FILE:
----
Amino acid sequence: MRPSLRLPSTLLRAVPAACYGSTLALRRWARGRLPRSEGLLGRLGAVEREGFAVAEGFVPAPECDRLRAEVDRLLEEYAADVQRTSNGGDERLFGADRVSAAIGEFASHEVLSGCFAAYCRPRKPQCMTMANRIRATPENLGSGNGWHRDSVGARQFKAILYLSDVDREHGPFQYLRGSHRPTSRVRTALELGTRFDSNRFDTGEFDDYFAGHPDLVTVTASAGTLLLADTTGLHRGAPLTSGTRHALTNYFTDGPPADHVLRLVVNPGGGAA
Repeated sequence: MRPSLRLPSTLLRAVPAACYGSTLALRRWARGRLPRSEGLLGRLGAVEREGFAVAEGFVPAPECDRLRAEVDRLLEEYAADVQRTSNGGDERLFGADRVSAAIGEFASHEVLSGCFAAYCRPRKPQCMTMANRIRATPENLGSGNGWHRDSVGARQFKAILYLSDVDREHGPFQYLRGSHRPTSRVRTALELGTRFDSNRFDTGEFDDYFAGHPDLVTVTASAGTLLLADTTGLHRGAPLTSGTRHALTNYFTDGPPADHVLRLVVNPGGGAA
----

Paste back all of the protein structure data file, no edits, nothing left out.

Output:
Amino acid sequence: MRPSLRLPSTLLRAVPAACYGSTLALRRWARGRLPRSEGLLGRLGAVEREGFAVAEGFVPAPECDRLRAEVDRLLEEYAADVQRTSNGGDERLFGADRVSAAIGEFASHEVLSGCFAAYCRPRKPQCMTMANRIRATPENLGSGNGWHRDSVGARQFKAILYLSDVDREHGPFQYLRGSHRPTSRVRTALELGTRFDSNRFDTGEFDDYFAGHPDLVTVTASAGTLLLADTTGLHRGAPLTSGTRHALTNYFTDGPPADHVLRLVVNPGGGAA
Repeated sequence: MRPSLRLPSTLLRAVPAACYGSTLALRRWARGRLPRSEGLLGRLGAVEREGFAVAEGFVPAPECDRLRAEVDRLLEEYAADVQRTSNGGDERLFGADRVSAAIGEFASHEVLSGCFAAYCRPRKPQCMTMANRIRATPENLGSGNGWHRDSVGARQFKAILYLSDVDREHGPFQYLRGSHRPTSRVRTALELGTRFDSNRFDTGEFDDYFAGHPDLVTVTASAGTLLLADTTGLHRGAPLTSGTRHALTNYFTDGPPADHVLRLVVNPGGGAA